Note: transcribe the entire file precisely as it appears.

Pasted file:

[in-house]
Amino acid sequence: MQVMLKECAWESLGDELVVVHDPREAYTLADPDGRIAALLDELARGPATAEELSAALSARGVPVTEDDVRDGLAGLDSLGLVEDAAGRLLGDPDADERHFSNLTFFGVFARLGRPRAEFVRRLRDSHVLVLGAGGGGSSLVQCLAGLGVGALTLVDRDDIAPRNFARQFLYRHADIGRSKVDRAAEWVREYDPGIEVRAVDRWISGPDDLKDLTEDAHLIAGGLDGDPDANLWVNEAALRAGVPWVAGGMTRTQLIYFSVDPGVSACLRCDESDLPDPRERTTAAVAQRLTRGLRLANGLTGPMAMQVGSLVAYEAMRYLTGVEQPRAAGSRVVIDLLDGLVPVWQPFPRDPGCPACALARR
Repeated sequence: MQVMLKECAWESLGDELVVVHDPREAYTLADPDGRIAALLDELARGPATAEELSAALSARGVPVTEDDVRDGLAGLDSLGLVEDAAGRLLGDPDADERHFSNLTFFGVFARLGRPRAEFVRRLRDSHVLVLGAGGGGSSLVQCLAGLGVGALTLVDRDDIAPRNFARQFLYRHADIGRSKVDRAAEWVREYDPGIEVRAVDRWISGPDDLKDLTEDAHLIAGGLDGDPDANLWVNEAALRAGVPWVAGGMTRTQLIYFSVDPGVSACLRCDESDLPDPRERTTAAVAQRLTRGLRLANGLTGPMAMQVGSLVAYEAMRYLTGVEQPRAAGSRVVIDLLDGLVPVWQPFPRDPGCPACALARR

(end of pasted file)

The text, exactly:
[in-house]
Amino acid sequence: MQVMLKECAWESLGDELVVVHDPREAYTLADPDGRIAALLDELARGPATAEELSAALSARGVPVTEDDVRDGLAGLDSLGLVEDAAGRLLGDPDADERHFSNLTFFGVFARLGRPRAEFVRRLRDSHVLVLGAGGGGSSLVQCLAGLGVGALTLVDRDDIAPRNFARQFLYRHADIGRSKVDRAAEWVREYDPGIEVRAVDRWISGPDDLKDLTEDAHLIAGGLDGDPDANLWVNEAALRAGVPWVAGGMTRTQLIYFSVDPGVSACLRCDESDLPDPRERTTAAVAQRLTRGLRLANGLTGPMAMQVGSLVAYEAMRYLTGVEQPRAAGSRVVIDLLDGLVPVWQPFPRDPGCPACALARR
Repeated sequence: MQVMLKECAWESLGDELVVVHDPREAYTLADPDGRIAALLDELARGPATAEELSAALSARGVPVTEDDVRDGLAGLDSLGLVEDAAGRLLGDPDADERHFSNLTFFGVFARLGRPRAEFVRRLRDSHVLVLGAGGGGSSLVQCLAGLGVGALTLVDRDDIAPRNFARQFLYRHADIGRSKVDRAAEWVREYDPGIEVRAVDRWISGPDDLKDLTEDAHLIAGGLDGDPDANLWVNEAALRAGVPWVAGGMTRTQLIYFSVDPGVSACLRCDESDLPDPRERTTAAVAQRLTRGLRLANGLTGPMAMQVGSLVAYEAMRYLTGVEQPRAAGSRVVIDLLDGLVPVWQPFPRDPGCPACALARR